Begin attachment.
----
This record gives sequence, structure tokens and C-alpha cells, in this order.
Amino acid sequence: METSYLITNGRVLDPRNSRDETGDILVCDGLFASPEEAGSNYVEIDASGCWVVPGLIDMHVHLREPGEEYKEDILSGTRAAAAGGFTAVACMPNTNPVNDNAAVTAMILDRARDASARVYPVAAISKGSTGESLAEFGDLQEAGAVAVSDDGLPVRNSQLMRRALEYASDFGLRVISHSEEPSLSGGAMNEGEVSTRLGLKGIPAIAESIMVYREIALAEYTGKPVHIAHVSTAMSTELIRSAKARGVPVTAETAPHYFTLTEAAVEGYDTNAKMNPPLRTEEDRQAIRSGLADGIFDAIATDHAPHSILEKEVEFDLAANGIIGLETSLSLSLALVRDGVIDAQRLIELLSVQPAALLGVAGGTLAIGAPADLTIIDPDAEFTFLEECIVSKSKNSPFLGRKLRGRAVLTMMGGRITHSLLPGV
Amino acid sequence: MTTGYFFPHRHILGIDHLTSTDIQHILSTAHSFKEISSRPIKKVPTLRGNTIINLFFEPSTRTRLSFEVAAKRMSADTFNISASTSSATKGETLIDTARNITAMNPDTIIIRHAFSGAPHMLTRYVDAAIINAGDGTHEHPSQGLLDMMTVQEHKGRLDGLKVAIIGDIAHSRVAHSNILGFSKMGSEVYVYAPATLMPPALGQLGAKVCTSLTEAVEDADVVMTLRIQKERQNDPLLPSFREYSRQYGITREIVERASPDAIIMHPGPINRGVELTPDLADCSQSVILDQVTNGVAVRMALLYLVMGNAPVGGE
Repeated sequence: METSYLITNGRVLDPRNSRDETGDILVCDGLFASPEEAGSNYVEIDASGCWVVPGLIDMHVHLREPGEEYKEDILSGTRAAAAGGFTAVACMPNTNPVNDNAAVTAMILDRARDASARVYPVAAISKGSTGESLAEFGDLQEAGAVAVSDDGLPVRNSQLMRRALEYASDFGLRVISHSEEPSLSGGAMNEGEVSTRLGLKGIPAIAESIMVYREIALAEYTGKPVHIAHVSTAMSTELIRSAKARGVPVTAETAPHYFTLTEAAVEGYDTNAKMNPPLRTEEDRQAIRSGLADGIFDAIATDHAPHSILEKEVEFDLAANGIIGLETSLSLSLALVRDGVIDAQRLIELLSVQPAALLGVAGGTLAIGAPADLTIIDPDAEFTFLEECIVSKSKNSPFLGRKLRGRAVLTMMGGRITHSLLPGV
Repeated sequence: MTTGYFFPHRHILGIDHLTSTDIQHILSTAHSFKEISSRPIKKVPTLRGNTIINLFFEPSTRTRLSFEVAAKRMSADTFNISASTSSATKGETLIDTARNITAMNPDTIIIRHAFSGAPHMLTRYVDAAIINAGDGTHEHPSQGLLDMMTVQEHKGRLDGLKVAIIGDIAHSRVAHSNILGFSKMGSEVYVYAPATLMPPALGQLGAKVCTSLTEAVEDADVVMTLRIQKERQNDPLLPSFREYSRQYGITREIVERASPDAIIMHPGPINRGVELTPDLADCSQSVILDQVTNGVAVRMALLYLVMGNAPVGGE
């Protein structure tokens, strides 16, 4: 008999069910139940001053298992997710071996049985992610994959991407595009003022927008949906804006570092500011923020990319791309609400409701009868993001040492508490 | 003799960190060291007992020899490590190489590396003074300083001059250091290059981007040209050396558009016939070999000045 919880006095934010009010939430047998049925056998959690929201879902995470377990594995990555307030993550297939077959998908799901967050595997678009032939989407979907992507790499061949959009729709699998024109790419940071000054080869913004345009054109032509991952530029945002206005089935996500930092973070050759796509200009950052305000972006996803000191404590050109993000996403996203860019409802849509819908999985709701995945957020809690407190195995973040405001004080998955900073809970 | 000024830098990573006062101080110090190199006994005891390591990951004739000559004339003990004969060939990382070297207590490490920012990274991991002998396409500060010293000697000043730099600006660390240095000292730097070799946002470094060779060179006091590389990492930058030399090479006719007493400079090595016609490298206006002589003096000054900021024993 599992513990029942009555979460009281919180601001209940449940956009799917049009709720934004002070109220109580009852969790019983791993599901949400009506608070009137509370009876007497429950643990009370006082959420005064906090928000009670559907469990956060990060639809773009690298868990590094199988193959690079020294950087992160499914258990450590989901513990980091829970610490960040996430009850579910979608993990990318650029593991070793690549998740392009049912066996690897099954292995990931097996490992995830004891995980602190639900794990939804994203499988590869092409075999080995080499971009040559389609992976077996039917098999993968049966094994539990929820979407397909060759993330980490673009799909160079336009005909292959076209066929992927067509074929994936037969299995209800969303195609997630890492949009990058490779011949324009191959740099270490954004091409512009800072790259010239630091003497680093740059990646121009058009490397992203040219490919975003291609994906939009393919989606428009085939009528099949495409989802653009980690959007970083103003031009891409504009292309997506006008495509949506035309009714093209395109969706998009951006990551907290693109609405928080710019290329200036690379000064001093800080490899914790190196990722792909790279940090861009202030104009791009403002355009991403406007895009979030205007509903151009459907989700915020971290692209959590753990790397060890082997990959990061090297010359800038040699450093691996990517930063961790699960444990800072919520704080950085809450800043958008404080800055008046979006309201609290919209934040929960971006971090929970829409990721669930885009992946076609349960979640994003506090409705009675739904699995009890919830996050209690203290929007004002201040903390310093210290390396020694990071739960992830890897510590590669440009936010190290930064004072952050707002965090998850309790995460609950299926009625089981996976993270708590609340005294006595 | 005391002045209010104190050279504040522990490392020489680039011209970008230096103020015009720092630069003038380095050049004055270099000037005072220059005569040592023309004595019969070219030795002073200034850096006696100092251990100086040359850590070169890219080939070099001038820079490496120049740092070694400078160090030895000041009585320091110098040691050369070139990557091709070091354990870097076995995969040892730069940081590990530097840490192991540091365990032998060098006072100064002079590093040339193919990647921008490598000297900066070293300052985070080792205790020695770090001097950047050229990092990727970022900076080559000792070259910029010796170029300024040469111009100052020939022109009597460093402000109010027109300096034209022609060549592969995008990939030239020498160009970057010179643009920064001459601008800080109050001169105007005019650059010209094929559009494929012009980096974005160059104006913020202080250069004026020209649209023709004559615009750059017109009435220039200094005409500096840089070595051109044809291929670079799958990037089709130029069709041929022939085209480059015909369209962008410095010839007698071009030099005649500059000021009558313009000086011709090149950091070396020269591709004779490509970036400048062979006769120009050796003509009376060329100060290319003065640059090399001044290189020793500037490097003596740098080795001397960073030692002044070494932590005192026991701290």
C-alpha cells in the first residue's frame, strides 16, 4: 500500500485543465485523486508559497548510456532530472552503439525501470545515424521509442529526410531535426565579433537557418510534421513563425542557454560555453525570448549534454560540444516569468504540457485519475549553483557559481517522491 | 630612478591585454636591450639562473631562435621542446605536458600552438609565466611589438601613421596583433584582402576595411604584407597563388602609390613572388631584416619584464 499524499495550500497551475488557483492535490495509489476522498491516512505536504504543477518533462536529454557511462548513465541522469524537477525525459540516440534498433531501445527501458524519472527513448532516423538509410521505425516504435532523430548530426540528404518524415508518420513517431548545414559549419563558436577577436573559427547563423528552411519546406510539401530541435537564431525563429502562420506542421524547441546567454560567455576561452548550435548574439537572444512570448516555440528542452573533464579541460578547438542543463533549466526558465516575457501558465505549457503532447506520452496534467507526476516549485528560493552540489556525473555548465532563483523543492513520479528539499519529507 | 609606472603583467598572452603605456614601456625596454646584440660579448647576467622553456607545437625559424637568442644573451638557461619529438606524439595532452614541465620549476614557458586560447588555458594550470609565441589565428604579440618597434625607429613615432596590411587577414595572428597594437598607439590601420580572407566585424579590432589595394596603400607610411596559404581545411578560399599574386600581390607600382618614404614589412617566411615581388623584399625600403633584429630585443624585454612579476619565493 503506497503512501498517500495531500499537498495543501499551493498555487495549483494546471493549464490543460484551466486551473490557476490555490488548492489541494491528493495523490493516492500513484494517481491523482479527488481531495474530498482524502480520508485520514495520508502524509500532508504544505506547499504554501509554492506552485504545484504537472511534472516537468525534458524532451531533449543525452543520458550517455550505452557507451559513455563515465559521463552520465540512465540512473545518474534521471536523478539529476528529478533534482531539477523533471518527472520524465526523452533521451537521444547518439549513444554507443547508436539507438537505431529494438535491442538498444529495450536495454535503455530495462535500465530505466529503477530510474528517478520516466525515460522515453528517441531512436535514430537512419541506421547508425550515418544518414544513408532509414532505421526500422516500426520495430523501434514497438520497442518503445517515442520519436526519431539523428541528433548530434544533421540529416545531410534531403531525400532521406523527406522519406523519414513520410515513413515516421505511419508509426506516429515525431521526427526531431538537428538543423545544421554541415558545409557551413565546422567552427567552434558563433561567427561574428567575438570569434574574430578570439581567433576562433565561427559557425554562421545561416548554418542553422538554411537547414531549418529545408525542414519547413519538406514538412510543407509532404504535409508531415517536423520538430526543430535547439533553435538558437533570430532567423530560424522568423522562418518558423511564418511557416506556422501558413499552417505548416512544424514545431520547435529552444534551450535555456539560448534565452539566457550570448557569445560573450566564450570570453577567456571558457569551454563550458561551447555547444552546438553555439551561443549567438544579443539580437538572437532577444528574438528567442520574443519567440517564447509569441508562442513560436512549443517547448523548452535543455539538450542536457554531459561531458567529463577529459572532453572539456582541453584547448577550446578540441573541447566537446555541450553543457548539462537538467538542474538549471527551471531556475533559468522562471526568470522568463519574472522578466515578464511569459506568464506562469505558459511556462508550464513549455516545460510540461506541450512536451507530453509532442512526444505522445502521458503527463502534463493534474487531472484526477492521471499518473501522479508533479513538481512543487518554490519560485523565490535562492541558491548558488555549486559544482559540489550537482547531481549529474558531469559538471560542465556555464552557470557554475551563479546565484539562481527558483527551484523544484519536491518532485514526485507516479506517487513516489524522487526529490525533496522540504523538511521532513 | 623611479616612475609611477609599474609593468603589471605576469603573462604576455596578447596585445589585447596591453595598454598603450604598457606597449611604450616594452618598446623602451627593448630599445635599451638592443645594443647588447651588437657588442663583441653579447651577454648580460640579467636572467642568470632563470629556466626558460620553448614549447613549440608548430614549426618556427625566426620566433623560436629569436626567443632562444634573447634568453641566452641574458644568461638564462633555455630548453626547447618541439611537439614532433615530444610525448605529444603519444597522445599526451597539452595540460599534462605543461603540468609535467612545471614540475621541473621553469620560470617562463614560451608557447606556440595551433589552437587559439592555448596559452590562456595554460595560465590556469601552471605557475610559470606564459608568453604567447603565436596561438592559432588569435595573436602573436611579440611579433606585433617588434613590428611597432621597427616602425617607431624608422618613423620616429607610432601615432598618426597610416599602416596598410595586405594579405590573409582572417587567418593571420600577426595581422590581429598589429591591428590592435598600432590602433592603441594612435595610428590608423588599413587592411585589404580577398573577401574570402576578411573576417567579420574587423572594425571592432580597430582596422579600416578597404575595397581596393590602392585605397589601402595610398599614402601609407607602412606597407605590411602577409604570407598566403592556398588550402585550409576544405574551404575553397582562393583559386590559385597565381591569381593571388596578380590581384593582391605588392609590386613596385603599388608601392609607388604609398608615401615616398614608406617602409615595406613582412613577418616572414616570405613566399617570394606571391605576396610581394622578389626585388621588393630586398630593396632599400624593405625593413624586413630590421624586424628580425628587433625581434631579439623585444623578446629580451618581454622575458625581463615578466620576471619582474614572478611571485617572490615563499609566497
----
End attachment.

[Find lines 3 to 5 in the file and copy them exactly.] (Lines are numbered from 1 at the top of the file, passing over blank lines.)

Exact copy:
Amino acid sequence: MTTGYFFPHRHILGIDHLTSTDIQHILSTAHSFKEISSRPIKKVPTLRGNTIINLFFEPSTRTRLSFEVAAKRMSADTFNISASTSSATKGETLIDTARNITAMNPDTIIIRHAFSGAPHMLTRYVDAAIINAGDGTHEHPSQGLLDMMTVQEHKGRLDGLKVAIIGDIAHSRVAHSNILGFSKMGSEVYVYAPATLMPPALGQLGAKVCTSLTEAVEDADVVMTLRIQKERQNDPLLPSFREYSRQYGITREIVERASPDAIIMHPGPINRGVELTPDLADCSQSVILDQVTNGVAVRMALLYLVMGNAPVGGE
Repeated sequence: METSYLITNGRVLDPRNSRDETGDILVCDGLFASPEEAGSNYVEIDASGCWVVPGLIDMHVHLREPGEEYKEDILSGTRAAAAGGFTAVACMPNTNPVNDNAAVTAMILDRARDASARVYPVAAISKGSTGESLAEFGDLQEAGAVAVSDDGLPVRNSQLMRRALEYASDFGLRVISHSEEPSLSGGAMNEGEVSTRLGLKGIPAIAESIMVYREIALAEYTGKPVHIAHVSTAMSTELIRSAKARGVPVTAETAPHYFTLTEAAVEGYDTNAKMNPPLRTEEDRQAIRSGLADGIFDAIATDHAPHSILEKEVEFDLAANGIIGLETSLSLSLALVRDGVIDAQRLIELLSVQPAALLGVAGGTLAIGAPADLTIIDPDAEFTFLEECIVSKSKNSPFLGRKLRGRAVLTMMGGRITHSLLPGV
Repeated sequence: MTTGYFFPHRHILGIDHLTSTDIQHILSTAHSFKEISSRPIKKVPTLRGNTIINLFFEPSTRTRLSFEVAAKRMSADTFNISASTSSATKGETLIDTARNITAMNPDTIIIRHAFSGAPHMLTRYVDAAIINAGDGTHEHPSQGLLDMMTVQEHKGRLDGLKVAIIGDIAHSRVAHSNILGFSKMGSEVYVYAPATLMPPALGQLGAKVCTSLTEAVEDADVVMTLRIQKERQNDPLLPSFREYSRQYGITREIVERASPDAIIMHPGPINRGVELTPDLADCSQSVILDQVTNGVAVRMALLYLVMGNAPVGGE